IN 1908 Irish accountant Percy Ludgate, working in Dublin, designed a general purpose programable computer about which he published "On a proposed analytical machine," Scientific Proceedings of the Royal Dublin Society, n.s., 12 (1909-10) 77-91. This described "the result of about six years' work, undertaken . . . with the object of designing machinery capable of performing calculations, however, intricate or laborious, without the immediate guidance of the human intellect" (p. 77).
Ludgate's efforts followed about eighty years after Babbage began designing his Analytical Engine, and although Ludgate knew nothing of Babbage's work until after he had completed the first design of his own machine, he was "greatly assisted in the more advanced stages of the problem by, and [received] valuable suggestions from, the writings of that accomplished scholar" (p. 78).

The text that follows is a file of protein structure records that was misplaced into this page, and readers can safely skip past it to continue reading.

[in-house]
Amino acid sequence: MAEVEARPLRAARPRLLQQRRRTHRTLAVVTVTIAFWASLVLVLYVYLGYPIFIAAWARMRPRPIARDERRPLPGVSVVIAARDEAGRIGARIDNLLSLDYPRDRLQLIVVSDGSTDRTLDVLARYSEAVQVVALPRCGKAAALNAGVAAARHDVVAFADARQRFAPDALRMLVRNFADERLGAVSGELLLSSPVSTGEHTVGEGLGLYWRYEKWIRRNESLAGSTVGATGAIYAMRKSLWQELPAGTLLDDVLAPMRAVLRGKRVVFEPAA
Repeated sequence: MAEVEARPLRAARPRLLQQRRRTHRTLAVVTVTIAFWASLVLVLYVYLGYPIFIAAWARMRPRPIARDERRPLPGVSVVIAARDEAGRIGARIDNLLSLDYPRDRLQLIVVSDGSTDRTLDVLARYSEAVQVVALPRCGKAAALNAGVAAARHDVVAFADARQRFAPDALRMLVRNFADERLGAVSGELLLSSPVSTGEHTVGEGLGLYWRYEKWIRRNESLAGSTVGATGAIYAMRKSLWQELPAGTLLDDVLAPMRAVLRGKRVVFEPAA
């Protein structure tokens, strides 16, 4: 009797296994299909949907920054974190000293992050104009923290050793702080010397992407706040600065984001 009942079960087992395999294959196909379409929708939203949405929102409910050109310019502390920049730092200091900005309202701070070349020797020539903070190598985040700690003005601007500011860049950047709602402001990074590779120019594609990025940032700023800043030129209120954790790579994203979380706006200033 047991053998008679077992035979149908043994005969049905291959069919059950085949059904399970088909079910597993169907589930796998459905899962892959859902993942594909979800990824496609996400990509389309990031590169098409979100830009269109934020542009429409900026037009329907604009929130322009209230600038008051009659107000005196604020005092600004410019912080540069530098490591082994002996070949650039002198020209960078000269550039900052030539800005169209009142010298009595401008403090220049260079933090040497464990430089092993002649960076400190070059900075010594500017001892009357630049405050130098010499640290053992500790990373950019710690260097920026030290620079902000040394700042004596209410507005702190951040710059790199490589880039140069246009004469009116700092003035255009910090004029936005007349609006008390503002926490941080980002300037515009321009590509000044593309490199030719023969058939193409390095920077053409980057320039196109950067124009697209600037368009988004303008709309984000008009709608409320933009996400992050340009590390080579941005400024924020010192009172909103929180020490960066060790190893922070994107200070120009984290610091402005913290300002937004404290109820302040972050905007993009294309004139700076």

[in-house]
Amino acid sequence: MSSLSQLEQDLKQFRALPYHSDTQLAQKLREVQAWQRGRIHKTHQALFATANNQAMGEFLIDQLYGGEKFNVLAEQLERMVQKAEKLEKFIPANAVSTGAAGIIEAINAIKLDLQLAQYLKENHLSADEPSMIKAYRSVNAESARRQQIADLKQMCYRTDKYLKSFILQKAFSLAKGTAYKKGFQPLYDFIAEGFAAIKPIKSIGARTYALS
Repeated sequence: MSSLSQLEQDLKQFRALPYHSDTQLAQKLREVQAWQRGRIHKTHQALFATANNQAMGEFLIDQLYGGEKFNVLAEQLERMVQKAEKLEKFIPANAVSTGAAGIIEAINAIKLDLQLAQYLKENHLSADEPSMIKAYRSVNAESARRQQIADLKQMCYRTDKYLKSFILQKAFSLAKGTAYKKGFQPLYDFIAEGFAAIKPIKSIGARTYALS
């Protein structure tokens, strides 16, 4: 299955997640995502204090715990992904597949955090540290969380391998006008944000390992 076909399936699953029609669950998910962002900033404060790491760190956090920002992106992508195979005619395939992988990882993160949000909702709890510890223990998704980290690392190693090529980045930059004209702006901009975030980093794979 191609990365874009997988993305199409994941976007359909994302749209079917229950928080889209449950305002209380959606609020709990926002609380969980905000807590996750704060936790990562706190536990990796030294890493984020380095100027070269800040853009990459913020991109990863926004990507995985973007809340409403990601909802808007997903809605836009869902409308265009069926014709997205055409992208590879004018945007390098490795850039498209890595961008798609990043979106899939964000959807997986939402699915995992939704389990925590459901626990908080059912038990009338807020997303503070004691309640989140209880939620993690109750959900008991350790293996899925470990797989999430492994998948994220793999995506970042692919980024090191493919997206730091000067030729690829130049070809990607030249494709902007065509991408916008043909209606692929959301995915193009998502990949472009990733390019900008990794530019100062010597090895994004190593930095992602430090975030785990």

Ludgate was the only person to attempt to build a general purpose programable computer between Babbage and Howard Aiken, whose Harvard Mark I became operational in the early 1940s. Ludgate's machine, as designed, was much smaller than Babbage's, handling 192 variables of 20 figures each compared to Babbage's 1000 variables of 50 figures each, and using "shuttles" to store the variables instead of Babbage's bulkier columns of wheels. Ludgate was never able to obtain funding to build his machine and he died at the early age of 39. His drawings of his machine were lost; the only records are in his 1909-10 paper, and in a very brief account embedded in Ludgate's report on automatic calculating machines published in the 1914 Handbook of the Napier Tercentenary Celebration (also issued as Modern Instruments and Methods of Calculation). Randell, Origins of Digital Computers (3d ed.) 73-87 reprints the text. Norman, From Gutenberg to the Internet (2005) Reading 6.3 reprints Ludgate's 1914 article.